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The expression levels of prolyl oligopeptidase responds not only to neuroinflammation but also to systemic inflammation upon liver failure in rat models and cirrhotic patients

Overview of attention for article published in Journal of Neuroinflammation, January 2015
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  • Good Attention Score compared to outputs of the same age and source (68th percentile)

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5 tweeters

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30 Mendeley
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Title
The expression levels of prolyl oligopeptidase responds not only to neuroinflammation but also to systemic inflammation upon liver failure in rat models and cirrhotic patients
Published in
Journal of Neuroinflammation, January 2015
DOI 10.1186/s12974-015-0404-7
Pubmed ID
Authors

Tenorio-Laranga, Jofre, Montoliu, Carmina, Urios, Amparo, Hernandez-Rabaza, Vicente, Ahabrach, Hanan, García-Horsman, J Arturo, Felipo, Vicente

Abstract

Liver failure in experimental animals or in human cirrhosis elicits neuroinflammation. Prolyl oligopeptidase (PREP) has been implicated in neuroinflammatory events in neurodegenerative diseases: PREP protein levels are increased in brain glial cells upon neuroinflammatory insults, but the circulating PREP activity levels are decreased in multiple sclerosis patients in a process probably mediated by bioactive peptides. In this work, we studied the variation of PREP levels upon liver failure and correlated it with several inflammatory markers to conclude on the relation of PREP with systemic and/or neuroinflammation. PREP enzymatic activity and protein levels measured with immunological techniques were determined in the brain and plasma of rats with portacaval shunt (PCS) and after treatment with ibuprofen. Those results were compared with the levels of PREP measured in plasma from cirrhotic patients with or without minimal hepatic encephalopathy (MHE). Levels of several pro-inflammatory cytokines and those of NO/cGMP homeostasis metabolites were measured in PCS rats and cirrhotic patients to conclude on the role of PREP in inflammation. In PCA rats, we found that PREP levels are significantly increased in the hippocampus, striatum and cerebellum, that in the cerebellum the PREP increase was significantly found in the extracellular space and that the levels were restored to those measured in control rats after administration of an anti-inflammatory agent, ibuprofen. In cirrhotic patients, circulatory PREP activity was found to correlate to systemic and neuroinflammatory markers and had a negative correlation with the severity of the disease, although no clear relation to MHE. These results support the idea that PREP levels could be used as indicators of cirrhosis severity in humans, and using other markers, it might contribute to assessing the level of neuroinflammation in those patients. This work reports, for the first time, that PREP is secreted to the extracellular space in the cerebellum most probably due to glial activation and supports the role of the peptidase in the inflammatory response.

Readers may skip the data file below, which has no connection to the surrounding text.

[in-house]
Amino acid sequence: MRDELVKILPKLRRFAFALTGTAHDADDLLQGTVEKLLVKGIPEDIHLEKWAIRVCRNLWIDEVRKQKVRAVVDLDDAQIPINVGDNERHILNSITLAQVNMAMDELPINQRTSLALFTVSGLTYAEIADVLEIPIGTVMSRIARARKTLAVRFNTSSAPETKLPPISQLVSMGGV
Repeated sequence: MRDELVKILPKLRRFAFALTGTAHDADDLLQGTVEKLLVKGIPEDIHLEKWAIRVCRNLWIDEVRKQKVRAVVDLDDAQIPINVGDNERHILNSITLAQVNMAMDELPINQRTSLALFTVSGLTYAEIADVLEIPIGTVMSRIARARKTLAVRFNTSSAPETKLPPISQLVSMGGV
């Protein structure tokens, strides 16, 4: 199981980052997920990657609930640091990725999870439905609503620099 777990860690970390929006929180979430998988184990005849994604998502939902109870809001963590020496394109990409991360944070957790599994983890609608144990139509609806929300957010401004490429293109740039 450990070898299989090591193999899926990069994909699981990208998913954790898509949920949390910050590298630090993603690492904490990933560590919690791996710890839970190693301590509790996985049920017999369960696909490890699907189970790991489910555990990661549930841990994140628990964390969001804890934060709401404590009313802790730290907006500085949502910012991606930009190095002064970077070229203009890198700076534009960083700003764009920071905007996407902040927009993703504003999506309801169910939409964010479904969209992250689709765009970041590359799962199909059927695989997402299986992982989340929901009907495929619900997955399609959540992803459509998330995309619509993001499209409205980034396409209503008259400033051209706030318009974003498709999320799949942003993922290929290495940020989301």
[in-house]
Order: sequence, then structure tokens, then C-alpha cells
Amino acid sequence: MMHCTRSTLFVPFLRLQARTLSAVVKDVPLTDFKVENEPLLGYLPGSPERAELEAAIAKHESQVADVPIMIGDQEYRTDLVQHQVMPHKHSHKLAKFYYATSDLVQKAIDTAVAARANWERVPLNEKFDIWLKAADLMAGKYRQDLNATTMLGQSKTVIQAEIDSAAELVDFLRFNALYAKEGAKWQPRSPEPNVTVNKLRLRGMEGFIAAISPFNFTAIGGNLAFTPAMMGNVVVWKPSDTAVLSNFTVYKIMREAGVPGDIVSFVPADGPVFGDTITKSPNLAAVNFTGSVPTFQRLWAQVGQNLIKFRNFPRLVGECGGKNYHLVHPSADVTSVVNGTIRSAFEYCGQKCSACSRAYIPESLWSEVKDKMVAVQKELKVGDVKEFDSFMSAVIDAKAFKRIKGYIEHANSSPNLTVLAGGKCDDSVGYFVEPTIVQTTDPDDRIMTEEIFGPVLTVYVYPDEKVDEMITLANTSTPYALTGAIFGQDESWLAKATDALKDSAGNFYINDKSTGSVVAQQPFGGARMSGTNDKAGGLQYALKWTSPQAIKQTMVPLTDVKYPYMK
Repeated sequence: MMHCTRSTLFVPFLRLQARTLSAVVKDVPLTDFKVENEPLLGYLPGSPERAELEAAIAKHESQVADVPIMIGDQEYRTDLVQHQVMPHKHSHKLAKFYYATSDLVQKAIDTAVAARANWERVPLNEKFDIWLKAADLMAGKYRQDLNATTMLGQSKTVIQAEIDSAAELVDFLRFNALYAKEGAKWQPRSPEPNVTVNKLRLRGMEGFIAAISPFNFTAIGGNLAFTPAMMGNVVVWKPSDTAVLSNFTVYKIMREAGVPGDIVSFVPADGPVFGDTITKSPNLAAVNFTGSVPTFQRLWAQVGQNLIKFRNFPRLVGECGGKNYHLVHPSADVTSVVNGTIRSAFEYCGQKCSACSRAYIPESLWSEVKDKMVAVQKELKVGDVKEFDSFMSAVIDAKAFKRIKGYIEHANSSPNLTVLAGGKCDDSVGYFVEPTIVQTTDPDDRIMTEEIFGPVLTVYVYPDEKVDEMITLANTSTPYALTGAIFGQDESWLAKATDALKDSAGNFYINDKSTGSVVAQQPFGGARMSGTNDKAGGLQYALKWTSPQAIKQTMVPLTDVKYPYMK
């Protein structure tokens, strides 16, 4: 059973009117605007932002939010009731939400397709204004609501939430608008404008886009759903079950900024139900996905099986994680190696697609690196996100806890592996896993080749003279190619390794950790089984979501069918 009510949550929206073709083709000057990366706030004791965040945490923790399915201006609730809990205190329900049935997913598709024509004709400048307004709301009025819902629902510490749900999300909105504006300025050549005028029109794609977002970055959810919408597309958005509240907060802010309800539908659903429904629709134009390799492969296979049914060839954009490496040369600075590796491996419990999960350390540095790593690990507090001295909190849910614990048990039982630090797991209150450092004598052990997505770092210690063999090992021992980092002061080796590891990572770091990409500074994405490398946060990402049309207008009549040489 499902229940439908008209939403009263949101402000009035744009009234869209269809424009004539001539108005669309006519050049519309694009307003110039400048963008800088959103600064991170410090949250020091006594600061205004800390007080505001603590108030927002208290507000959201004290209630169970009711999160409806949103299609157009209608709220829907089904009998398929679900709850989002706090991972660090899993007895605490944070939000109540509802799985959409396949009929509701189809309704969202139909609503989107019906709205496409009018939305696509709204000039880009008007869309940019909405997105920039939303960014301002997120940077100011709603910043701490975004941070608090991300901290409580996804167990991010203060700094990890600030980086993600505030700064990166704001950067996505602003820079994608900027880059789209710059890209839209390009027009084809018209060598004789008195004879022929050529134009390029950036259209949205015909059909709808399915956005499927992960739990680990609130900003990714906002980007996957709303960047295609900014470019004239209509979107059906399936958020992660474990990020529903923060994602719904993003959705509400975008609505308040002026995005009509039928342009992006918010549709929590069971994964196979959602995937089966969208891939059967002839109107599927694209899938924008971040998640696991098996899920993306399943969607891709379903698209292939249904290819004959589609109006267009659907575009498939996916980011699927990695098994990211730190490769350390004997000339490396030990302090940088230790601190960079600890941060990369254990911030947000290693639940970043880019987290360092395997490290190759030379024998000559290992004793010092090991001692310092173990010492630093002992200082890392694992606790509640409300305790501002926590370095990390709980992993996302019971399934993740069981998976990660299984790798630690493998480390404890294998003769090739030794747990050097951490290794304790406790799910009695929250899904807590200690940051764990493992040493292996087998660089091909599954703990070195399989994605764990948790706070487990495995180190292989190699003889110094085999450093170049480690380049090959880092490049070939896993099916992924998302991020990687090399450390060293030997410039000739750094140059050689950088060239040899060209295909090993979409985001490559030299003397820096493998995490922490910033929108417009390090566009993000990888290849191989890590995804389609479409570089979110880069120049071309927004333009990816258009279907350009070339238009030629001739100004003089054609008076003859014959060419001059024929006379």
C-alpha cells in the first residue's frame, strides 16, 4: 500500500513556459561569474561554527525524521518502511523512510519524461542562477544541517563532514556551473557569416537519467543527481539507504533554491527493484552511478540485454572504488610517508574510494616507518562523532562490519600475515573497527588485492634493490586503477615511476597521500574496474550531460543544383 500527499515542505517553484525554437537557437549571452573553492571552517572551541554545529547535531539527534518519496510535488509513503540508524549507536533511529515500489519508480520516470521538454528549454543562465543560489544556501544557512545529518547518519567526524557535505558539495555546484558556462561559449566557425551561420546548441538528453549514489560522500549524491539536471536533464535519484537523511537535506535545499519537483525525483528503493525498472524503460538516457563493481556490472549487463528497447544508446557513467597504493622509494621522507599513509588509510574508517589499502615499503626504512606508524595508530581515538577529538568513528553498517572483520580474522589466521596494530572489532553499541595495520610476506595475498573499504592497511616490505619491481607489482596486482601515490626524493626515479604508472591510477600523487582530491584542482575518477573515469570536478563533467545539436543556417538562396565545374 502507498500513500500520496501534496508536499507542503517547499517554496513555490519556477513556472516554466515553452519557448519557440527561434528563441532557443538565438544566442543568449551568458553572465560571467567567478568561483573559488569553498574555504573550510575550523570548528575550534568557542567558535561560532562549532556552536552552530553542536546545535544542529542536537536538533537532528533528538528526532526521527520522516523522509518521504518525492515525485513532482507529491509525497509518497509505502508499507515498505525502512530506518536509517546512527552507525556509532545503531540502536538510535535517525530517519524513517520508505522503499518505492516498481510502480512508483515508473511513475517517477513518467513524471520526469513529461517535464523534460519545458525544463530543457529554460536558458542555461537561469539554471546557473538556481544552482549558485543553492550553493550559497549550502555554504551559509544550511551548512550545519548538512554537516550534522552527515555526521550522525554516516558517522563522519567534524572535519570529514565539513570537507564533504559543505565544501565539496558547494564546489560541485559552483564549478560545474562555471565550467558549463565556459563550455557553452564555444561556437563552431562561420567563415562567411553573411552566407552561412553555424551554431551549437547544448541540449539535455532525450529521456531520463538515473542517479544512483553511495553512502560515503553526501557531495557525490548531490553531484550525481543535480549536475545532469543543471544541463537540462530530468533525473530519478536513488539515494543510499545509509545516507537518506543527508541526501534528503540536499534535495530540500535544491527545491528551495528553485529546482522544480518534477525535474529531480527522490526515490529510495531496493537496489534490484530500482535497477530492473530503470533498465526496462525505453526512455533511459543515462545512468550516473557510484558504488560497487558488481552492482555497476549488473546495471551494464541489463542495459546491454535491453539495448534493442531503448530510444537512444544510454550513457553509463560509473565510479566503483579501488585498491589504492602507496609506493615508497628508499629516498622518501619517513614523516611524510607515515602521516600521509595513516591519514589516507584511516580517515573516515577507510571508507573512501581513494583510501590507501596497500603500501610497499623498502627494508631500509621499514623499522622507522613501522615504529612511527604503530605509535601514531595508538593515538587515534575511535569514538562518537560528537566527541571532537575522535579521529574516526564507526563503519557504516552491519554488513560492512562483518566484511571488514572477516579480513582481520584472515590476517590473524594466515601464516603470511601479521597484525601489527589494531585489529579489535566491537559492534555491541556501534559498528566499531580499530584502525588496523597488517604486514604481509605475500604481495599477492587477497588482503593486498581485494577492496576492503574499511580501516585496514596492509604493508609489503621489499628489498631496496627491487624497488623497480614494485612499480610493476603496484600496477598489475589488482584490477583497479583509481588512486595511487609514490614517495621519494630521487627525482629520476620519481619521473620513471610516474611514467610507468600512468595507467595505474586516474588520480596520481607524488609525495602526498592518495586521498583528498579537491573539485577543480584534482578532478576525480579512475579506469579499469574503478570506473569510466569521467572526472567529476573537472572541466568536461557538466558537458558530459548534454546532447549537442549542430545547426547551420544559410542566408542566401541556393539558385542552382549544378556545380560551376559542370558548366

Twitter Demographics

The data shown below were collected from the profiles of 5 tweeters who shared this research output. Click here to find out more about how the information was compiled.

Mendeley readers

The data shown below were compiled from readership statistics for 30 Mendeley readers of this research output. Click here to see the associated Mendeley record.

Geographical breakdown

Country Count As %
Unknown 30 100%

Demographic breakdown

Readers by professional status Count As %
Student > Master 10 33%
Student > Ph. D. Student 5 17%
Unspecified 3 10%
Researcher 3 10%
Professor > Associate Professor 3 10%
Other 6 20%
Readers by discipline Count As %
Agricultural and Biological Sciences 7 23%
Neuroscience 6 20%
Medicine and Dentistry 6 20%
Unspecified 5 17%
Nursing and Health Professions 2 7%
Other 4 13%

Attention Score in Context

This research output has an Altmetric Attention Score of 3. This is our high-level measure of the quality and quantity of online attention that it has received. This Attention Score, as well as the ranking and number of research outputs shown below, was calculated when the research output was last mentioned on 22 June 2016.
All research outputs
#2,238,425
of 8,596,331 outputs
Outputs from Journal of Neuroinflammation
#326
of 1,093 outputs
Outputs of similar age
#71,438
of 239,663 outputs
Outputs of similar age from Journal of Neuroinflammation
#14
of 48 outputs
Altmetric has tracked 8,596,331 research outputs across all sources so far. This one has received more attention than most of these and is in the 60th percentile.
So far Altmetric has tracked 1,093 research outputs from this source. They receive a mean Attention Score of 4.9. This one has gotten more attention than average, scoring higher than 68% of its peers.
Older research outputs will score higher simply because they've had more time to accumulate mentions. To account for age we can compare this Altmetric Attention Score to the 239,663 tracked outputs that were published within six weeks on either side of this one in any source. This one has gotten more attention than average, scoring higher than 68% of its contemporaries.
We're also able to compare this research output to 48 others from the same source and published within six weeks on either side of this one. This one has gotten more attention than average, scoring higher than 68% of its contemporaries.